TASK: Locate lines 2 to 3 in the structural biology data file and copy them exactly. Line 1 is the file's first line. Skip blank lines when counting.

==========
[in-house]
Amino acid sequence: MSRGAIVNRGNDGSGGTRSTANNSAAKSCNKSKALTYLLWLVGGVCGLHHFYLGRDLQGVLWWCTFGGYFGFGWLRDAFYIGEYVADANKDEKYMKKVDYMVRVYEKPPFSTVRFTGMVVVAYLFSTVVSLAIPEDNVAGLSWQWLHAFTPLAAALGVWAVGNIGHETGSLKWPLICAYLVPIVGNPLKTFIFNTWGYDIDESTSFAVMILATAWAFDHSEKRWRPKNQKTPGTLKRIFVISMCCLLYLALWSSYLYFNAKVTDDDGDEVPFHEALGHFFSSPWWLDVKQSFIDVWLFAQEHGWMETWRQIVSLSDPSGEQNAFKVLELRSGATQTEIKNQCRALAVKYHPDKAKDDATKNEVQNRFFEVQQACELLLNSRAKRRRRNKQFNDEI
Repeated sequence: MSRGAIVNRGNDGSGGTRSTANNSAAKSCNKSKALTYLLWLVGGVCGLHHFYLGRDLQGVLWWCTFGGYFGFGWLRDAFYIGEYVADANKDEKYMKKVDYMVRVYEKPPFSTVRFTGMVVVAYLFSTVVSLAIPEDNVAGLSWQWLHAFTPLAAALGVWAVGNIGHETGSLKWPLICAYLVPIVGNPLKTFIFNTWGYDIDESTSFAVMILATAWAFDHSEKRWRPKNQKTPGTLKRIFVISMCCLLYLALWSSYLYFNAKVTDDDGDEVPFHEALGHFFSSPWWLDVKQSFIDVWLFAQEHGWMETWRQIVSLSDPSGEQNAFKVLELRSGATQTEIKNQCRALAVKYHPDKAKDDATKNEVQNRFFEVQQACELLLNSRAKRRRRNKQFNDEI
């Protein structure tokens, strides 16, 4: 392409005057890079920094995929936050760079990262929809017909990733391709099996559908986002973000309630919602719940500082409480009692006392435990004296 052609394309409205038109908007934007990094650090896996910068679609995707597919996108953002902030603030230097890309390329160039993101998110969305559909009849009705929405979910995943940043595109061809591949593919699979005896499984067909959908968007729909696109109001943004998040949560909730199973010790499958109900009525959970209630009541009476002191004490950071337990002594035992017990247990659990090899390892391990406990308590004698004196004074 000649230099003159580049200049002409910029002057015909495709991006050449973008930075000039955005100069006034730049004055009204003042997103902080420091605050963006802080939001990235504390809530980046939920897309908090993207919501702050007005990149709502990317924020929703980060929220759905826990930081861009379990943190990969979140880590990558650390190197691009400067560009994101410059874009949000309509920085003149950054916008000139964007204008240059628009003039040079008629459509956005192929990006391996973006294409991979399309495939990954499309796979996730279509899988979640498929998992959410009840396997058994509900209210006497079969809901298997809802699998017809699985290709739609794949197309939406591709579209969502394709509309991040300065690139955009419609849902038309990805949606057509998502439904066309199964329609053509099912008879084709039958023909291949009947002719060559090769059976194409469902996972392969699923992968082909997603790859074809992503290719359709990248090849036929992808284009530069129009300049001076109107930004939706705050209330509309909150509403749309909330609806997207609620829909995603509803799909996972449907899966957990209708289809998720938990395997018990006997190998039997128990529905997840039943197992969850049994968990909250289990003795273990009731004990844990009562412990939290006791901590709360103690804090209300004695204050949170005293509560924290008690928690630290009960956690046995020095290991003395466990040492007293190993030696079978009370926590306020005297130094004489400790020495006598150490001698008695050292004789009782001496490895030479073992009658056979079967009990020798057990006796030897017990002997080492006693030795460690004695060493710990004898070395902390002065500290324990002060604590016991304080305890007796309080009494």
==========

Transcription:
Amino acid sequence: MSRGAIVNRGNDGSGGTRSTANNSAAKSCNKSKALTYLLWLVGGVCGLHHFYLGRDLQGVLWWCTFGGYFGFGWLRDAFYIGEYVADANKDEKYMKKVDYMVRVYEKPPFSTVRFTGMVVVAYLFSTVVSLAIPEDNVAGLSWQWLHAFTPLAAALGVWAVGNIGHETGSLKWPLICAYLVPIVGNPLKTFIFNTWGYDIDESTSFAVMILATAWAFDHSEKRWRPKNQKTPGTLKRIFVISMCCLLYLALWSSYLYFNAKVTDDDGDEVPFHEALGHFFSSPWWLDVKQSFIDVWLFAQEHGWMETWRQIVSLSDPSGEQNAFKVLELRSGATQTEIKNQCRALAVKYHPDKAKDDATKNEVQNRFFEVQQACELLLNSRAKRRRRNKQFNDEI
Repeated sequence: MSRGAIVNRGNDGSGGTRSTANNSAAKSCNKSKALTYLLWLVGGVCGLHHFYLGRDLQGVLWWCTFGGYFGFGWLRDAFYIGEYVADANKDEKYMKKVDYMVRVYEKPPFSTVRFTGMVVVAYLFSTVVSLAIPEDNVAGLSWQWLHAFTPLAAALGVWAVGNIGHETGSLKWPLICAYLVPIVGNPLKTFIFNTWGYDIDESTSFAVMILATAWAFDHSEKRWRPKNQKTPGTLKRIFVISMCCLLYLALWSSYLYFNAKVTDDDGDEVPFHEALGHFFSSPWWLDVKQSFIDVWLFAQEHGWMETWRQIVSLSDPSGEQNAFKVLELRSGATQTEIKNQCRALAVKYHPDKAKDDATKNEVQNRFFEVQQACELLLNSRAKRRRRNKQFNDEI